You know a chess piece when you see one. They might be the most recognisable objects in gaming. But they didn't always look that way. In fact, for the longest time they didn't even look a way. The Smithsonian Magazine dug into the roots of that iconic design and it's not as old as you might think.
Chess was born in India around the 6th century, and for the next millennium and beyond, its pieces were far from universal in name or design. The game's original cavalry, elephants and chariots were eventually replaced with members of a royal court as chess began to catch on in middle-age Europe, but it would still be centuries before any kind of universal design would show up.
From the Smithsonian Magazine:
The Staunton chess pieces are the ones we know and love today, the ones we simply think of as chess pieces. Prior to its invention, there were a wide variety of popular styles in England, such as The St George, The English Barleycorn, and the Northern Upright. To say nothing of the regional and cultural variations. But the Staunton quickly would surpass them all.
Variations like this, for example:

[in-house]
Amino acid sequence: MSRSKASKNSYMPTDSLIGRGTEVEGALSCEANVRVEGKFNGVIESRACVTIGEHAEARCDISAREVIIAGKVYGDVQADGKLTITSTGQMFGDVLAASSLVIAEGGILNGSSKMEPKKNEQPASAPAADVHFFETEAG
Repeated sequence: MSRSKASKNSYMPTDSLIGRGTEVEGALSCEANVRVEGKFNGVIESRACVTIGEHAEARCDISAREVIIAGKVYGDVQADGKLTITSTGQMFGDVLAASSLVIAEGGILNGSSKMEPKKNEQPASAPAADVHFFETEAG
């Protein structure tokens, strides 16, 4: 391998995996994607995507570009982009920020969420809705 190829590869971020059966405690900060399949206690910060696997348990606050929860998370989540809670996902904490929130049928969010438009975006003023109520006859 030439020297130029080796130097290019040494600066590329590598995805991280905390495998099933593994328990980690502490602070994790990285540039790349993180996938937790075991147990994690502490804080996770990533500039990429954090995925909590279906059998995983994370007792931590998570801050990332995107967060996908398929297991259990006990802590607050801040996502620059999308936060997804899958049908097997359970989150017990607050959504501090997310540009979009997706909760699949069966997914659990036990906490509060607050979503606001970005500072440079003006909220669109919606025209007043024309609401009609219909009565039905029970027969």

Despite being named for Howard Staunton -- the premier chess promoter of 19th century London -- the soon-to-be-classic pieces were actually designed by architect Nathan Cook in the mid 1800s. Cook took the general vibe of the Greco-Roman-inspired Victorian London he lived in, and mashed it up with a distilled sense of what each piece stood for. The result was the very columned, bannister-y design we know today.
Stauton was keen on Cook's designs, so he lent his name to the pieces and the rest is history. There are plenty of alternative takes out there, but most still call back to Cook's interpretation, including the sleek new set the World Chess Championship commissioned.
And while there's definitely some fun to be had shaking things up, Cook and Stauton's hot collabo seems set to influence the look of the game for a least a couple more centuries. Thankfully, it's got a pretty timeless vibe. You can hop over to the Smithsonian Magazine for more on the history of the classic game's style. [Smithsonian Magazine]